I think after a month or two, we felt “Okay, things are back on track and we haven't slowed down at all.” We closed our third investment, in six weeks from the time that it was presented to us to the time that we closed the deal. I do think, though, from the data, that there's been more focus on later-stage and IPO markets than the early-stage companies. I do see a slowing of companies that haven't already been out financing. Those that were out in, say, Q3/Q4 of 2019 and built relationships and were looking to close a deal by mid-year 2020. I think some of those deals continue to move at pace and they had a chance to have their relationships built and they could move forward. Ones that were brand new and kicked off fundraisings in Q2 of this year, I think it's going to be a lot harder. It's just harder to get people to elevate their attention level to new deals without building new relationships and not being able to sit face to face with people. I think we're seeing that across all sides from institutional investors who are investing in VCs to VCs who are investing in companies. I think things are just slowed down a little bit until people get comfortable with the new ways of working.

We're lucky because we've been in a Canadian market for a long time. We know most of the companies and the folks who are there. So, it's been pretty easy for us to get updates, and we already know what the teams are, so it was easier for us. But I would say that there's a hesitancy or reluctance to meet with a new team that you've never met with before, try to understand the business, and really commit to doing financing. But maybe by a show of hands, has that been experienced on the other side?

Rachael: I think maybe from a different lens or to amplify a little, here at MotionHall, we obviously have the privilege of speaking to a tremendous amount of biotech companies, but from a different standpoint. So, I think we've overwhelmingly heard that companies that were looking to raise in Q1 this year paused that process as the pandemic set in, and so had a milestone plan there and did pull around, maybe did an internal round the bridge that over. We see a lot of companies that moved their Q1 fundraise from this year into 2021, and also see a lot of companies rethinking licensing versus venture goes.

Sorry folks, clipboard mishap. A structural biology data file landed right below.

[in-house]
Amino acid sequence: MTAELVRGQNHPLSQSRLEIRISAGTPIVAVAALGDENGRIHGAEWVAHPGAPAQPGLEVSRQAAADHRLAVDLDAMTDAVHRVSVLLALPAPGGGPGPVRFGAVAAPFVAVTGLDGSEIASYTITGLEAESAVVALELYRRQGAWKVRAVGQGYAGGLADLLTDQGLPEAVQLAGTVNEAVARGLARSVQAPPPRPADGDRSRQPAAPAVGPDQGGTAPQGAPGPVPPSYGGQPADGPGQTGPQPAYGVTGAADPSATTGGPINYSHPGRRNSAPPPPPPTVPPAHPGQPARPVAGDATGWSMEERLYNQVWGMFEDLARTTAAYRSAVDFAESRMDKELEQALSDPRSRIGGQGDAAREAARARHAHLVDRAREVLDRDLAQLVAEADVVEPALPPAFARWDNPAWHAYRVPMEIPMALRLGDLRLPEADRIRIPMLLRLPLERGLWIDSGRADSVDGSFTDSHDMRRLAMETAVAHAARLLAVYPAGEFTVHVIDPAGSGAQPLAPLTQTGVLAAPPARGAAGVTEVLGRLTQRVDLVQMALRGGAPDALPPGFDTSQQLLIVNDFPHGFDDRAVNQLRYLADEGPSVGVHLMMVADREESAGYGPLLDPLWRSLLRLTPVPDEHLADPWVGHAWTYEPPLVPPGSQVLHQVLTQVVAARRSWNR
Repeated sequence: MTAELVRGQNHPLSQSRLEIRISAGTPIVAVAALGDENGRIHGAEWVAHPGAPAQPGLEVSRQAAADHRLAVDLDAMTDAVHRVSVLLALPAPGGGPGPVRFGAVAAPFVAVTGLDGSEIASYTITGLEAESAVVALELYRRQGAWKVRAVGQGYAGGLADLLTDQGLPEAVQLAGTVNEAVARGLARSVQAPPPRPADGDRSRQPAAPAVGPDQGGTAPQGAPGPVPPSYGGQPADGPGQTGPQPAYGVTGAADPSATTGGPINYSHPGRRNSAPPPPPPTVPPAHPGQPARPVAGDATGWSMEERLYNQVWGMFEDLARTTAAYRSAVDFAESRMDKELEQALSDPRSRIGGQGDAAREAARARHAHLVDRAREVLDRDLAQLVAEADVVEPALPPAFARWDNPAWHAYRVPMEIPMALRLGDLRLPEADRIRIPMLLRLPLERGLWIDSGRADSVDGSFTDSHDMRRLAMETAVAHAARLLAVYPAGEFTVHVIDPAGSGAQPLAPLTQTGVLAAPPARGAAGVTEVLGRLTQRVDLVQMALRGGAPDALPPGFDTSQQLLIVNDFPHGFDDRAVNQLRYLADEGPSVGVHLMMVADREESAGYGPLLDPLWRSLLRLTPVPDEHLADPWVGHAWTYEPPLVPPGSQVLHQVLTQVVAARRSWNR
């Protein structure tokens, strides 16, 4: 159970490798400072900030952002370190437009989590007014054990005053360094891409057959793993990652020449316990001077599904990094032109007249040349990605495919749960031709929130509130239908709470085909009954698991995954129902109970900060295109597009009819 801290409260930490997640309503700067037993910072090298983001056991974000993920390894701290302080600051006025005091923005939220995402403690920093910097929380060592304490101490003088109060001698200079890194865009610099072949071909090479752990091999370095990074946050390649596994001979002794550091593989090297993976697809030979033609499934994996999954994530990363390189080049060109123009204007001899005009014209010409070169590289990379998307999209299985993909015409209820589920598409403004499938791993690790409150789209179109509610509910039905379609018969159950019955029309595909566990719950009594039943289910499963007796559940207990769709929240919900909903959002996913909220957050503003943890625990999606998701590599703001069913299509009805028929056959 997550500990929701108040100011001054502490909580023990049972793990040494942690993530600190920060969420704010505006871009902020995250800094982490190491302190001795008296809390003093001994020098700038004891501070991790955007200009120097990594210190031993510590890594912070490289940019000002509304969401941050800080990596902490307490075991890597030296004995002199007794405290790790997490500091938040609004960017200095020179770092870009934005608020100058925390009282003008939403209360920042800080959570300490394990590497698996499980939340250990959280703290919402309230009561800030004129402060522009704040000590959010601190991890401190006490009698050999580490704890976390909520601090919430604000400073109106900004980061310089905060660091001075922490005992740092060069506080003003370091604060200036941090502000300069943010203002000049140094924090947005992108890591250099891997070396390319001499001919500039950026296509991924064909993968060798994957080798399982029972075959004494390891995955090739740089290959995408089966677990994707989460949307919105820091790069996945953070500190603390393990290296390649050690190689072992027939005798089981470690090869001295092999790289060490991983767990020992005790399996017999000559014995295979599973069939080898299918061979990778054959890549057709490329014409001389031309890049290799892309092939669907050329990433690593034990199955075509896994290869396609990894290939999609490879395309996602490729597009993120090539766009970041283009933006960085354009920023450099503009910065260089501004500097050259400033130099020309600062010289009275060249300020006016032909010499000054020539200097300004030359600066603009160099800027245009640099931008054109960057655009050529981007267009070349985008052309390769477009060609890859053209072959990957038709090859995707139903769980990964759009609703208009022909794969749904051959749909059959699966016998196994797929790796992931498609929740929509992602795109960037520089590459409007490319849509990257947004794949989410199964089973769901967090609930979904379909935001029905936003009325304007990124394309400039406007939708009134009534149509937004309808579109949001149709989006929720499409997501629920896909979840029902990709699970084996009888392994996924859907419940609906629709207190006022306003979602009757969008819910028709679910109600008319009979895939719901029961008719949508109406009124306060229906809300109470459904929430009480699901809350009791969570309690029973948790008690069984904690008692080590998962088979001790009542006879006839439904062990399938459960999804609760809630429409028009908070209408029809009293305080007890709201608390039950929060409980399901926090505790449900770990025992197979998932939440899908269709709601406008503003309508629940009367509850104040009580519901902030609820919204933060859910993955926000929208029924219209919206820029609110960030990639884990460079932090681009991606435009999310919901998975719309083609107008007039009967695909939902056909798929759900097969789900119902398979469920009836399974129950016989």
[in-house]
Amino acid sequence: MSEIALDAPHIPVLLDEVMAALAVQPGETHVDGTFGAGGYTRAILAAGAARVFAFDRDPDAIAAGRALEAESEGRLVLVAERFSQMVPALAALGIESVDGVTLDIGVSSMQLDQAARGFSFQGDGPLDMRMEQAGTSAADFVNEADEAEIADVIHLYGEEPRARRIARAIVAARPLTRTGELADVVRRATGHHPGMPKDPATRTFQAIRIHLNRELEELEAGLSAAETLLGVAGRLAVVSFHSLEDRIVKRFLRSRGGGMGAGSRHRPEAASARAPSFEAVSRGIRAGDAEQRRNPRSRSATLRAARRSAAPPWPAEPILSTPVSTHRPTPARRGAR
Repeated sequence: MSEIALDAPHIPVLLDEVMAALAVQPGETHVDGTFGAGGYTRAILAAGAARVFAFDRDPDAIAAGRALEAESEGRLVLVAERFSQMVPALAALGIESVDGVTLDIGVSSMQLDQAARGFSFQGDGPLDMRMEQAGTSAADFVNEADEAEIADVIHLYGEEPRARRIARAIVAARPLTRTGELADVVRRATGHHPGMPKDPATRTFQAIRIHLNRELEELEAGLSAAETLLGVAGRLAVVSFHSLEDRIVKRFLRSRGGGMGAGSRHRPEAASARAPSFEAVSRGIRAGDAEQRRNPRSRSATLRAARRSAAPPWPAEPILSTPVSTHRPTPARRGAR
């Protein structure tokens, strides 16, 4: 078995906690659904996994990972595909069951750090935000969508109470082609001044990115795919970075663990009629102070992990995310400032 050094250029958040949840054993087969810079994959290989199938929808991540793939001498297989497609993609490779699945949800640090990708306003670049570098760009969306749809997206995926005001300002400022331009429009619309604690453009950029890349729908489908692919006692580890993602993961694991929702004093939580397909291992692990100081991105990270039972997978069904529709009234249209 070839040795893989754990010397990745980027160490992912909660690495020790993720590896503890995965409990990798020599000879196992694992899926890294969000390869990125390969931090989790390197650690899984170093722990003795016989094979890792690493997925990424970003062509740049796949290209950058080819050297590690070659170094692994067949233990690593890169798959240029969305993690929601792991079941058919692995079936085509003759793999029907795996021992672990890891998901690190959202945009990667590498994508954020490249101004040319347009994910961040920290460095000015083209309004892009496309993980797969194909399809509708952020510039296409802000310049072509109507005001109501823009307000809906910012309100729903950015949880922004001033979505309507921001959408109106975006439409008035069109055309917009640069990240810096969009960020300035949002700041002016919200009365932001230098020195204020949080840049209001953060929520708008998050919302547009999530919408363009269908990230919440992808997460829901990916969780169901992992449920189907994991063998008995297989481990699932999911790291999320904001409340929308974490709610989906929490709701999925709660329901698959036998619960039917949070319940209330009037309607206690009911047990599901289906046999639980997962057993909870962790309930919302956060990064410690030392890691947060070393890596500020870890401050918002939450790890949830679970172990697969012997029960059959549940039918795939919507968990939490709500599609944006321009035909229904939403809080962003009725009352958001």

Douglas, CEO: I was thinking in terms of Dion's comment about if you have the cash and capabilities to develop internally, however, I think a lot of companies are probably running into difficulties and moving things forward because of COVID. We were fortunate that we're semi-virtual and we had already lined up work with a bunch of CRO's that maintained and were still open and fully functional. But I also know a lot of companies have had delays. So they're in a position where even though they have cash and capabilities, they have to find a partner or other ways to move things forward because they're sort of in a semi holding pattern because of the pandemic.

Dion: I think we've seen a delay, maybe about a three/four-month delay in those that were at pre-clinical stage because you're right, the CROs/CMOs that we're working with at the preclinical phase did mostly stay in operation. There were some hiccups, but then they adopted new guidelines and they were able to get back up. Those who were in clinical trials, that's been a little bit more difficult. It's been more like a six-month delay, just in terms of recruitment because the hospitals got tied up and it just wasn't a focus. So we have seen that. In terms of doing internal development versus trying to get somebody else to do it. I think everybody else is experiencing the same delay. So I think there wasn't necessarily an advantage to trying to partner that program or try to do some outreach. It was just more a matter of how do we muddle through this part and be cognizant of spending while we figure out how we move forward with our programs.

We're fortunate because most of our new investments were preclinical. But I think in the case of a company like Repare, for example, which we took public, made that transition from preclinical to doing its IPO to filing its IND and getting into the clinic, relatively seamlessly. So I think we've seen some good examples of where that really hasn't been that much of a delay to the company.

Topic: On Building Venture Scale Biotech Companies

Rachael: Dion, when you're thinking about a potential investment, and you've got a company that has a smart and very realistic licensing strategy together, and you're impressed with that, versus a company that hasn't put together that sort of business development strategy, how does that impact the way you think about the company and the management team? And particularly how you're thinking about risk-reward considerations for the company?